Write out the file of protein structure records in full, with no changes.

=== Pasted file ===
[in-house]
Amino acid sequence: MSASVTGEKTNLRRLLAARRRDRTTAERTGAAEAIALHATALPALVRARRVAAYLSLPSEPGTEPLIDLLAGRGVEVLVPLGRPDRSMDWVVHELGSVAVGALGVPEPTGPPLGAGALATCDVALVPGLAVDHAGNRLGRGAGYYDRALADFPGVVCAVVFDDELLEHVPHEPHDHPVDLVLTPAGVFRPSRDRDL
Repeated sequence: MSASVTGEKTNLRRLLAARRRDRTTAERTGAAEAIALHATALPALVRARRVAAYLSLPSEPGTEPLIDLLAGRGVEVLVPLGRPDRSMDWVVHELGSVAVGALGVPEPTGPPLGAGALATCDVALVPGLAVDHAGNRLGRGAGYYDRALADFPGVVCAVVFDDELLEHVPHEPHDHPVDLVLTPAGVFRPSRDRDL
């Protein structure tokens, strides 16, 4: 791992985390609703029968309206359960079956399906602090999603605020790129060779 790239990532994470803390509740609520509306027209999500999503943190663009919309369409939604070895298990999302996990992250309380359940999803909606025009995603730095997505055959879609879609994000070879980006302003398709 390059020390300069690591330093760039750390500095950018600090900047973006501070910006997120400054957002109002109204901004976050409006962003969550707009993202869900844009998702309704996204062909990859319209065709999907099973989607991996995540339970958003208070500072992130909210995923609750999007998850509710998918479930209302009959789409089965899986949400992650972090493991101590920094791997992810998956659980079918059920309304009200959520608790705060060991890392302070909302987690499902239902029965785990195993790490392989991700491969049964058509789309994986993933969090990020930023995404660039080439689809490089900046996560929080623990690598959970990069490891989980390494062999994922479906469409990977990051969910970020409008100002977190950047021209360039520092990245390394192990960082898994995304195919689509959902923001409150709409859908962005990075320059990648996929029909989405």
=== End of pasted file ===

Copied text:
[in-house]
Amino acid sequence: MSASVTGEKTNLRRLLAARRRDRTTAERTGAAEAIALHATALPALVRARRVAAYLSLPSEPGTEPLIDLLAGRGVEVLVPLGRPDRSMDWVVHELGSVAVGALGVPEPTGPPLGAGALATCDVALVPGLAVDHAGNRLGRGAGYYDRALADFPGVVCAVVFDDELLEHVPHEPHDHPVDLVLTPAGVFRPSRDRDL
Repeated sequence: MSASVTGEKTNLRRLLAARRRDRTTAERTGAAEAIALHATALPALVRARRVAAYLSLPSEPGTEPLIDLLAGRGVEVLVPLGRPDRSMDWVVHELGSVAVGALGVPEPTGPPLGAGALATCDVALVPGLAVDHAGNRLGRGAGYYDRALADFPGVVCAVVFDDELLEHVPHEPHDHPVDLVLTPAGVFRPSRDRDL
């Protein structure tokens, strides 16, 4: 791992985390609703029968309206359960079956399906602090999603605020790129060779 790239990532994470803390509740609520509306027209999500999503943190663009919309369409939604070895298990999302996990992250309380359940999803909606025009995603730095997505055959879609879609994000070879980006302003398709 390059020390300069690591330093760039750390500095950018600090900047973006501070910006997120400054957002109002109204901004976050409006962003969550707009993202869900844009998702309704996204062909990859319209065709999907099973989607991996995540339970958003208070500072992130909210995923609750999007998850509710998918479930209302009959789409089965899986949400992650972090493991101590920094791997992810998956659980079918059920309304009200959520608790705060060991890392302070909302987690499902239902029965785990195993790490392989991700491969049964058509789309994986993933969090990020930023995404660039080439689809490089900046996560929080623990690598959970990069490891989980390494062999994922479906469409990977990051969910970020409008100002977190950047021209360039520092990245390394192990960082898994995304195919689509959902923001409150709409859908962005990075320059990648996929029909989405």